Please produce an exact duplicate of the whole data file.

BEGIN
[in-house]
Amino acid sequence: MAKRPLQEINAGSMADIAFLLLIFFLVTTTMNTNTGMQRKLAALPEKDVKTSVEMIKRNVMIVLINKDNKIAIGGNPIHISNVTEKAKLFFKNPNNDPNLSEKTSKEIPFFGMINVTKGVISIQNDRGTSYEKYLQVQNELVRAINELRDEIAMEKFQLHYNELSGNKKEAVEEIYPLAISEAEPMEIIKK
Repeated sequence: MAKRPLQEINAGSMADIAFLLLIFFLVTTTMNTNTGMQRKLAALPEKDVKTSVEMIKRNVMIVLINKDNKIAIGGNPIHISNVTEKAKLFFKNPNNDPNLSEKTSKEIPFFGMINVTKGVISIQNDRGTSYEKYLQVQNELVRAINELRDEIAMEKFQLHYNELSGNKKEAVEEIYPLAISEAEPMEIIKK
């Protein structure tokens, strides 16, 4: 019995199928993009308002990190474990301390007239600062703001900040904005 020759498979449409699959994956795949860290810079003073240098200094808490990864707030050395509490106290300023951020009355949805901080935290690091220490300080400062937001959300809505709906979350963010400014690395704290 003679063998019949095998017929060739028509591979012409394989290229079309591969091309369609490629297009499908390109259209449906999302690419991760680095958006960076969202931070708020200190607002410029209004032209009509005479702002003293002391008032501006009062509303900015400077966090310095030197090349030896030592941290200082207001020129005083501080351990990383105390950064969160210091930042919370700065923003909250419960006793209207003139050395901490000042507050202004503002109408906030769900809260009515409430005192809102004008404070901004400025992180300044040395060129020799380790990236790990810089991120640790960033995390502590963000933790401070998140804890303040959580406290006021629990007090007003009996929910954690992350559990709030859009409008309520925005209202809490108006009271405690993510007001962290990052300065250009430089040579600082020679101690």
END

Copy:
[in-house]
Amino acid sequence: MAKRPLQEINAGSMADIAFLLLIFFLVTTTMNTNTGMQRKLAALPEKDVKTSVEMIKRNVMIVLINKDNKIAIGGNPIHISNVTEKAKLFFKNPNNDPNLSEKTSKEIPFFGMINVTKGVISIQNDRGTSYEKYLQVQNELVRAINELRDEIAMEKFQLHYNELSGNKKEAVEEIYPLAISEAEPMEIIKK
Repeated sequence: MAKRPLQEINAGSMADIAFLLLIFFLVTTTMNTNTGMQRKLAALPEKDVKTSVEMIKRNVMIVLINKDNKIAIGGNPIHISNVTEKAKLFFKNPNNDPNLSEKTSKEIPFFGMINVTKGVISIQNDRGTSYEKYLQVQNELVRAINELRDEIAMEKFQLHYNELSGNKKEAVEEIYPLAISEAEPMEIIKK
């Protein structure tokens, strides 16, 4: 019995199928993009308002990190474990301390007239600062703001900040904005 020759498979449409699959994956795949860290810079003073240098200094808490990864707030050395509490106290300023951020009355949805901080935290690091220490300080400062937001959300809505709906979350963010400014690395704290 003679063998019949095998017929060739028509591979012409394989290229079309591969091309369609490629297009499908390109259209449906999302690419991760680095958006960076969202931070708020200190607002410029209004032209009509005479702002003293002391008032501006009062509303900015400077966090310095030197090349030896030592941290200082207001020129005083501080351990990383105390950064969160210091930042919370700065923003909250419960006793209207003139050395901490000042507050202004503002109408906030769900809260009515409430005192809102004008404070901004400025992180300044040395060129020799380790990236790990810089991120640790960033995390502590963000933790401070998140804890303040959580406290006021629990007090007003009996929910954690992350559990709030859009409008309520925005209202809490108006009271405690993510007001962290990052300065250009430089040579600082020679101690």